Church in Orsha Monastery. Orsha Ascension Monastery, Twenty-Two Versts from Tver
In the summer of 1910, Russian photographer Sergei Mikhailovich Prokudin-Gorskii (1863–1944) traveled and photographed extensively in Tver’ Province northwest of Moscow. Among the places he visited was the Ascension Monastery at Orsha, located some 20 kilometers east of Tver’ near the Volga River. The monastery was founded perhaps as early as the 14th century and reestablished in the early 15th century by Prince Boris Alexandrovich of Tver’. Expanded during the 16th century, it was devastated by Polish-Lithuanian forces during the Time of Troubles in the early 17th century and never fully recovered. In 1649 it was listed as a dependency of the Tver’ bishopric. Construction resumed in the 19th century, but the number of monks declined and in 1903 the monastery was reorganized as a convent. The convent was closed in 1919, but it revived in 1992. Seen here is an east view of the Ascension Cathedral, the main structure of which was completed in 1567. As with many other 16th-century churches, the roofline originally followed the contours of the semicircular gables (zakomary), but subsequently the upper structure was simplified with the placement of a slanted metal roof of the type seen here. The bell tower at the west end was added in the 19th century. Prokudin-Gorskii used a special color photography process to create a visual record of the Russian Empire in the early 20th century. Some of his photographs date from about 1905, but the bulk of his work is from between 1909 and 1915, when, with the support of Tsar Nicholas II and the Ministry of Transportation, he undertook extended trips through many different parts of the empire.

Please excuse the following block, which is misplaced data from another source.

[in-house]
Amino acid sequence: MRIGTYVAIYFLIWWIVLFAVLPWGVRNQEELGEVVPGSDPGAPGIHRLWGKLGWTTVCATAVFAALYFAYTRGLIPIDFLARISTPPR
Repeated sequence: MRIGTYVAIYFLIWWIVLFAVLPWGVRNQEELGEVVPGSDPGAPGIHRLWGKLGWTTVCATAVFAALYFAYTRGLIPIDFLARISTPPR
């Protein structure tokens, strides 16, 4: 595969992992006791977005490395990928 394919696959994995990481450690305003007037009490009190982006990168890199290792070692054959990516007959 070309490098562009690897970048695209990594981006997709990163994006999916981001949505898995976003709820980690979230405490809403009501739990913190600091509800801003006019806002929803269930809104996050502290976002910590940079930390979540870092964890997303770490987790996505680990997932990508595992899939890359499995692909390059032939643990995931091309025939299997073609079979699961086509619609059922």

Title in Original Language
Храм в Оршском монастыре. Оршский Вознесенский монастырь в 22 верстах от Твери
Type of Item
Glass negative (presented as a digital color composite)
- Prokudin-Gorskii’s photographic work survives primarily in two forms: 1,901 black-and-white triple-frame glass plate negatives, made with color separation filters, which Prokudin-Gorskii used to make color prints and lantern slides; and 12 albums of sepia-tone prints, made from the glass negatives, which Prokudin-Gorskii compiled as a record of his travels and studies. The Library of Congress purchased the glass plate negatives and the albums from the Prokudin-Gorskii family in 1948. In 2004, the Library of Congress had digital color composites made from all the surviving glass negatives using a software algorithm to automatically align the color components. As with most historical photographs, title and subject identifications are corrected and enhanced through new research. Current information on the collection is at http://www.loc.gov/pictures/collection/prok/.
Last updated: January 11, 2017